Thanks for the laugh, and the insight!

  5. Awesome post! I agree with you completely – and yes, someone DOES have to point it out. Repeatedly. If you want to create a kid’s site, then do so. But make it for kids – not their parents.

  6. Erica,

    Fair play on your comments.

    I opened the icdl website and couldn’t see what was wrong with it – but I look at it with grown-up library eyes. There’s a big difference between how we’d like to communicate with children, and how children communicate. Maybe we’re overlooking that they already have a format and language of their own.

    On the other hand, I looked at the and felt, “wow, this looks like television…”. I have pretty mixed feeling about that. I don’t know that I’d like to build a resource website for kids I felt was shallow.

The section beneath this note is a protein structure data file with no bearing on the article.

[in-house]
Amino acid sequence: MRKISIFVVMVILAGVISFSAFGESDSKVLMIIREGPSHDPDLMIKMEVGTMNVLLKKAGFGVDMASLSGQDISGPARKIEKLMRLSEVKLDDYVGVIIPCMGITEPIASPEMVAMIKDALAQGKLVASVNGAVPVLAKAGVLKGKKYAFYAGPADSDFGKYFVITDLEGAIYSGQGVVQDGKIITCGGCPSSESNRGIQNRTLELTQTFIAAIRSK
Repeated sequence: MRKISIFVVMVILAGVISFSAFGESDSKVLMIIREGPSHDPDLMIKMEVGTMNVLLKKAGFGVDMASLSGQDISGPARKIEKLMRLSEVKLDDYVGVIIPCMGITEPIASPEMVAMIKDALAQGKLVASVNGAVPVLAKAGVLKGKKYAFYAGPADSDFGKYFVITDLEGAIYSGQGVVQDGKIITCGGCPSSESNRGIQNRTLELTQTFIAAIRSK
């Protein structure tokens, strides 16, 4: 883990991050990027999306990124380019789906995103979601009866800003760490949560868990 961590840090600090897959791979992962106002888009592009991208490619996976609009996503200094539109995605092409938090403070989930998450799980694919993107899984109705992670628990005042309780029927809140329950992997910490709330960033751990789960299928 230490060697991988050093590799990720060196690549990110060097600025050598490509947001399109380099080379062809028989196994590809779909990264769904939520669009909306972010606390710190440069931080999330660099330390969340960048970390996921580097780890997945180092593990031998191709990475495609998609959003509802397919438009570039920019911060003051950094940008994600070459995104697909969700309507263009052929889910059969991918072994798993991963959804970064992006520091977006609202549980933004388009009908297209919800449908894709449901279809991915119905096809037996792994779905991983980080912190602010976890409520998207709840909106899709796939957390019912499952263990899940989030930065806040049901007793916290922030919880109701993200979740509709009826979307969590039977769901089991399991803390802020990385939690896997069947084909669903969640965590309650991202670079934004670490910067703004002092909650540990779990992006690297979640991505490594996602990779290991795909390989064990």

Here’s a link to a website developped by an MLS student in Alberta. Look past the manky green colour, and the first thing I’d say is: it’s clear. It’s easy to navigate. It isn’t up to date, and could be a lot more fun and flashy. Animation is good – non-pastel colours is good.(!)

    But then, perhaps you weren’t suggesting that be used as a library site template.